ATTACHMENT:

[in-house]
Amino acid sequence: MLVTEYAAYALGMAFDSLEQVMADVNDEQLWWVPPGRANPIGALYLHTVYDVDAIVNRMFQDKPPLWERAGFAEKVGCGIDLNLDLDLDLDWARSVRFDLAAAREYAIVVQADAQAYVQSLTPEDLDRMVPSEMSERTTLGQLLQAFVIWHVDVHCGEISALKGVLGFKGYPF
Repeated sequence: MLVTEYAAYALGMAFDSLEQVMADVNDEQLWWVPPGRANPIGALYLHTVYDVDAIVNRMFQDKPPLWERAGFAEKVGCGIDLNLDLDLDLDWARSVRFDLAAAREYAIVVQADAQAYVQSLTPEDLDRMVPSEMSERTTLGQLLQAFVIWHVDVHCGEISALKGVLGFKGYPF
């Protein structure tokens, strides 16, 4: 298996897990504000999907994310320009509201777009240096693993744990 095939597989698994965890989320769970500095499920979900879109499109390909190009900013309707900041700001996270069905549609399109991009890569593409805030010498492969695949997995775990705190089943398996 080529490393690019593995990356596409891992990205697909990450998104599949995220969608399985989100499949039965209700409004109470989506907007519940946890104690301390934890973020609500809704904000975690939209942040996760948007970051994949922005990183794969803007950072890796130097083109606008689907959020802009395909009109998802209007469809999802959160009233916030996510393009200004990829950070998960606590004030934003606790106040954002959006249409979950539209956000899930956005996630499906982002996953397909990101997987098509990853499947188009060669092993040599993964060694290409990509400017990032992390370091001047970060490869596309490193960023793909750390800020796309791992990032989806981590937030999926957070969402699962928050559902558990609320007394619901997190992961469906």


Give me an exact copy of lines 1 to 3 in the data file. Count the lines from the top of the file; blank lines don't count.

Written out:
[in-house]
Amino acid sequence: MLVTEYAAYALGMAFDSLEQVMADVNDEQLWWVPPGRANPIGALYLHTVYDVDAIVNRMFQDKPPLWERAGFAEKVGCGIDLNLDLDLDLDWARSVRFDLAAAREYAIVVQADAQAYVQSLTPEDLDRMVPSEMSERTTLGQLLQAFVIWHVDVHCGEISALKGVLGFKGYPF
Repeated sequence: MLVTEYAAYALGMAFDSLEQVMADVNDEQLWWVPPGRANPIGALYLHTVYDVDAIVNRMFQDKPPLWERAGFAEKVGCGIDLNLDLDLDLDWARSVRFDLAAAREYAIVVQADAQAYVQSLTPEDLDRMVPSEMSERTTLGQLLQAFVIWHVDVHCGEISALKGVLGFKGYPF